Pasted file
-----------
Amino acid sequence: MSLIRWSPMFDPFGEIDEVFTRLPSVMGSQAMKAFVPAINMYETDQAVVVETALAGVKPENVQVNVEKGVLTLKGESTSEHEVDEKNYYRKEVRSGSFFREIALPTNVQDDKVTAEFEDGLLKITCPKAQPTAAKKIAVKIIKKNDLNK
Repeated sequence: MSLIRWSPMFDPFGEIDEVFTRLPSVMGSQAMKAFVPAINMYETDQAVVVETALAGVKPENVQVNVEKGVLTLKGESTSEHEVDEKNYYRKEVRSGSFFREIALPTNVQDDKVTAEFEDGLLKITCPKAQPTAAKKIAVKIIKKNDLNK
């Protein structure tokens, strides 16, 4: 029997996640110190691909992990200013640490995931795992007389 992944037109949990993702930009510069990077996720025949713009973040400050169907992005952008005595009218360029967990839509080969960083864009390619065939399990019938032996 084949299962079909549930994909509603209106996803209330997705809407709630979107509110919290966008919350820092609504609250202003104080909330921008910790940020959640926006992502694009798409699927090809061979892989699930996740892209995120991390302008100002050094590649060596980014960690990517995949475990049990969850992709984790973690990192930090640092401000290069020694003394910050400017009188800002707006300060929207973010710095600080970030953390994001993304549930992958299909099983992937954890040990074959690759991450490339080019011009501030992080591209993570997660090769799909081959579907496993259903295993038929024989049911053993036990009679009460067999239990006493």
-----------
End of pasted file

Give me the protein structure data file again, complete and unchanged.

Amino acid sequence: MSLIRWSPMFDPFGEIDEVFTRLPSVMGSQAMKAFVPAINMYETDQAVVVETALAGVKPENVQVNVEKGVLTLKGESTSEHEVDEKNYYRKEVRSGSFFREIALPTNVQDDKVTAEFEDGLLKITCPKAQPTAAKKIAVKIIKKNDLNK
Repeated sequence: MSLIRWSPMFDPFGEIDEVFTRLPSVMGSQAMKAFVPAINMYETDQAVVVETALAGVKPENVQVNVEKGVLTLKGESTSEHEVDEKNYYRKEVRSGSFFREIALPTNVQDDKVTAEFEDGLLKITCPKAQPTAAKKIAVKIIKKNDLNK
């Protein structure tokens, strides 16, 4: 029997996640110190691909992990200013640490995931795992007389 992944037109949990993702930009510069990077996720025949713009973040400050169907992005952008005595009218360029967990839509080969960083864009390619065939399990019938032996 084949299962079909549930994909509603209106996803209330997705809407709630979107509110919290966008919350820092609504609250202003104080909330921008910790940020959640926006992502694009798409699927090809061979892989699930996740892209995120991390302008100002050094590649060596980014960690990517995949475990049990969850992709984790973690990192930090640092401000290069020694003394910050400017009188800002707006300060929207973010710095600080970030953390994001993304549930992958299909099983992937954890040990074959690759991450490339080019011009501030992080591209993570997660090769799909081959579907496993259903295993038929024989049911053993036990009679009460067999239990006493």